4.2 Tests on different methods

To test the accuracy of the geoid constructed with different methods. 6 out of 31 GPS/leveling stations are selected as checkpoints. They are points 141, 142, 139, 72, 94 and 240 (see Figure 2). Therefore only 25 GPS/leveling stations were used in the determination of the geoid. The above-mentioned three methods were used with the following details.

  1. The weighted average method: the weight is defined as Pi = 1/Di3, where Di is the distance between the computation point and running point;
  2. The least square collocation: the discrepancies dN at the 31 GPS stations were used to formulate an empirical covariance function. Figure 4 shows such a function. The correlation distance is short, about 1.5 km, indicating a week correlation of the signals;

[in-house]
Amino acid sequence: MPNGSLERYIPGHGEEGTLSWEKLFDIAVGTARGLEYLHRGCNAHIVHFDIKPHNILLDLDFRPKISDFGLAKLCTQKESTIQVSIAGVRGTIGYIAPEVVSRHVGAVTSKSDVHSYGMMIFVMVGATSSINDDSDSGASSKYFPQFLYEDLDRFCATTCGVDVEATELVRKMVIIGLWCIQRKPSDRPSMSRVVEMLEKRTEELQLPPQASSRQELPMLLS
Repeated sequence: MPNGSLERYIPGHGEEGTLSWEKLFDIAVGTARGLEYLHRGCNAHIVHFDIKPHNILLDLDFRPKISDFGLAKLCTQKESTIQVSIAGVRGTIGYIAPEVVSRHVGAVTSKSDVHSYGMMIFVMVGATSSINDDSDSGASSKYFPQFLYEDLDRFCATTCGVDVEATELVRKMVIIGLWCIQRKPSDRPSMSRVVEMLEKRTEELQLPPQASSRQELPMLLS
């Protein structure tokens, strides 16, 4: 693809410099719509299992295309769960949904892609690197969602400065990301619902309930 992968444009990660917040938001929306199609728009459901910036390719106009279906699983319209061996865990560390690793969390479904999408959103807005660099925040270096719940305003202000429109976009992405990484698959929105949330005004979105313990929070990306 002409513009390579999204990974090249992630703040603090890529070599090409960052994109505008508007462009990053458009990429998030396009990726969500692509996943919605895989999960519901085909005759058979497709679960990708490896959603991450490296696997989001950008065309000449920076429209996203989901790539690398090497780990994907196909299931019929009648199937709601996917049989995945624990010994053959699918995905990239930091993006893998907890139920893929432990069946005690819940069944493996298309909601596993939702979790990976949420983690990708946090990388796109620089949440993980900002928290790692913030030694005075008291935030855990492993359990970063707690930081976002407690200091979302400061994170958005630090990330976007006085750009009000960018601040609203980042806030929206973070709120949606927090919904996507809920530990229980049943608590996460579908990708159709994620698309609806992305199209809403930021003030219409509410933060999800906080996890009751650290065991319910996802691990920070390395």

3. The multi-quadratic function: d=5km were selected. Weights for two kinds of data were determined by the Helmert method of variance component estimation. The ratio of GPS/leveling derived geoid heights to gravimetric geoid heights is 1:0.35.

The results are listed in Table 1. It can be seen that

  1. all three methods provide better geoids (the RMS is 28mm for the non-refined gravimetric geoid);
  2. the simple approach of weighted average gives the best result.

Table 1 A comparison of the three methods (in meter)

4.3 Hong Kong geoid

Figure 5 shows the Hong Kong geoid, determined by the hybrid approach with the use of the weighted average method.